What is the role of chance and agency in The Stranger?

Expert Answers
kimfuji eNotes educator| Certified Educator

Camus's character Meursault in "The Stranger" has a free will. Because of his free will he always has a choice. His choice is what makes him free.

Before he became calm and realized his free will, he fought against reality. It seemed like everything happened against him, but it was really the way he looked at it, not what was actually happening. He expected things to always go smoothly which is why he was so upset when they didn't run smoothly. It was his own mind that caused the problem. Everyday reality has no inherent meaning, according to Camus.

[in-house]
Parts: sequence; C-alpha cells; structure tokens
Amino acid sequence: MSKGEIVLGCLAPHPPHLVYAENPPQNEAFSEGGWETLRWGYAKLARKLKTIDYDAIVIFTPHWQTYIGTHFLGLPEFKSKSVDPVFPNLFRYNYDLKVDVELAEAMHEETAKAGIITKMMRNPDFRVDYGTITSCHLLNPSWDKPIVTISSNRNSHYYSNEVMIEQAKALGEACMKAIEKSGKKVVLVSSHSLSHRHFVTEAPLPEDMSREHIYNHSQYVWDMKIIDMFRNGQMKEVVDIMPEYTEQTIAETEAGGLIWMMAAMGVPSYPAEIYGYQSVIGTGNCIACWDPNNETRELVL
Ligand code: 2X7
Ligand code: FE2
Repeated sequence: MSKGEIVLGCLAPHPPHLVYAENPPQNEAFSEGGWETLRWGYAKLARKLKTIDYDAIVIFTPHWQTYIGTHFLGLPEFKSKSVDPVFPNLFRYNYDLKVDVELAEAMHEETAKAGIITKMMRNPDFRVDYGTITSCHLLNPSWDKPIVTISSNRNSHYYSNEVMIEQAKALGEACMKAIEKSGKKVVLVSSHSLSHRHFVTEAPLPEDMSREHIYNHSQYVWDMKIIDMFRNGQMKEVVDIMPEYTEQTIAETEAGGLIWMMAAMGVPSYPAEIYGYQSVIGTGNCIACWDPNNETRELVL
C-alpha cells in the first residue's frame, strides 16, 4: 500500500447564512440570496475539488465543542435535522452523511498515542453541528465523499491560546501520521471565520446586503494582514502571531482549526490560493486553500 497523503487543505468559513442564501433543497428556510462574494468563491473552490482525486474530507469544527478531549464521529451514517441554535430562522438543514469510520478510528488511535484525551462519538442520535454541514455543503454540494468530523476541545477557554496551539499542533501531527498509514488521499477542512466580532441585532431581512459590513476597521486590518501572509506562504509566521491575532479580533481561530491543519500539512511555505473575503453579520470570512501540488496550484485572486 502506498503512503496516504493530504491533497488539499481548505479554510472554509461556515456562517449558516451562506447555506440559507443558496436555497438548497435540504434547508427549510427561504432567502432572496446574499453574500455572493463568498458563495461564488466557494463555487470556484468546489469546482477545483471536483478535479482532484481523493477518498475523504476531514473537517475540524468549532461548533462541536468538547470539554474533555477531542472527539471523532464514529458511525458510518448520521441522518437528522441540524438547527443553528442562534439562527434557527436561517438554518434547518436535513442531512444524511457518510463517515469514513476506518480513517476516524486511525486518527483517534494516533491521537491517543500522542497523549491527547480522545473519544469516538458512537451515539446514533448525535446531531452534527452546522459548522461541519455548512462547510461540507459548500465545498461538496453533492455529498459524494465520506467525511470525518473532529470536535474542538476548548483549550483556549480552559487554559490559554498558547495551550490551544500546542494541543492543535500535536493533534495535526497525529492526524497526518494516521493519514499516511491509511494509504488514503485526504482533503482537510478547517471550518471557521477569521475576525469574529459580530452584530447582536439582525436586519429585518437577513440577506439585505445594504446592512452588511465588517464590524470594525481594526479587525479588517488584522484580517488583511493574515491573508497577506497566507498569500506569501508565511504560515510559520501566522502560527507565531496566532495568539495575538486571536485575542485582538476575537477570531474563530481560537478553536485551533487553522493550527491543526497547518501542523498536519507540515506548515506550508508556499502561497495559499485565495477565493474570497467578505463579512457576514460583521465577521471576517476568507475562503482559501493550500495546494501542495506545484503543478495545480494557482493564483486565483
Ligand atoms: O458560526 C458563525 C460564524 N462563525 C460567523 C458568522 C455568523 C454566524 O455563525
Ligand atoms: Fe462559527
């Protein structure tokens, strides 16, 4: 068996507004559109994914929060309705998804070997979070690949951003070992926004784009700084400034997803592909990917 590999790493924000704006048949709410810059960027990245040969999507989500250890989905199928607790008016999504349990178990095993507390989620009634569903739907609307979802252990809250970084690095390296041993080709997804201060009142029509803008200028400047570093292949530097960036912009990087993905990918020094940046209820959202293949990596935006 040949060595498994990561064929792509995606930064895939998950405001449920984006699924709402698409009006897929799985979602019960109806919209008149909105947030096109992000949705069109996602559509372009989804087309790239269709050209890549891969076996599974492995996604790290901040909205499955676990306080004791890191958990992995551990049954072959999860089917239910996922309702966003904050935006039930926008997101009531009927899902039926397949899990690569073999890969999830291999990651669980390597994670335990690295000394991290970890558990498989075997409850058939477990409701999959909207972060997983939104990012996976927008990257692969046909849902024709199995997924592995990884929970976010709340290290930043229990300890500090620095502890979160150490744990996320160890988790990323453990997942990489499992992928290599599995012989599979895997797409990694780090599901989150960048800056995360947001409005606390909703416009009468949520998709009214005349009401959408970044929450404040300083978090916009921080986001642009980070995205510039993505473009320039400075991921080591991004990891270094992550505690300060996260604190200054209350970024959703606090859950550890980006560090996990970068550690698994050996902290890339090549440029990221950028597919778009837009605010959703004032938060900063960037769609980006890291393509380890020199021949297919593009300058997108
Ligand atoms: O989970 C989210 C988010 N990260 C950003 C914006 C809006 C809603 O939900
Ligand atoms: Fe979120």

After Meursault's "sort of" enlightenment, he does not try to explain his circumstances with theories or religion.He doesn't worry although he is aware of his hunger or body temperature or medical condition.

On the other hand, the magistrate is very upset. He is angry and tored. He believes in God and tries to find a way out of his situation through his mind, his beliefs and rationalisations.

Meursault is Camus's existential man.

Existentialism is beyond chance or agency, in that, his freedom or piece of mind is not predetermined by a God nor is it predicted by fate.  His life is blown around like a leaf as in chance however by facing that truth, the truth of absurdity, he can be free. (It is his attitude that makes him free; his ability to choose his own mindset.)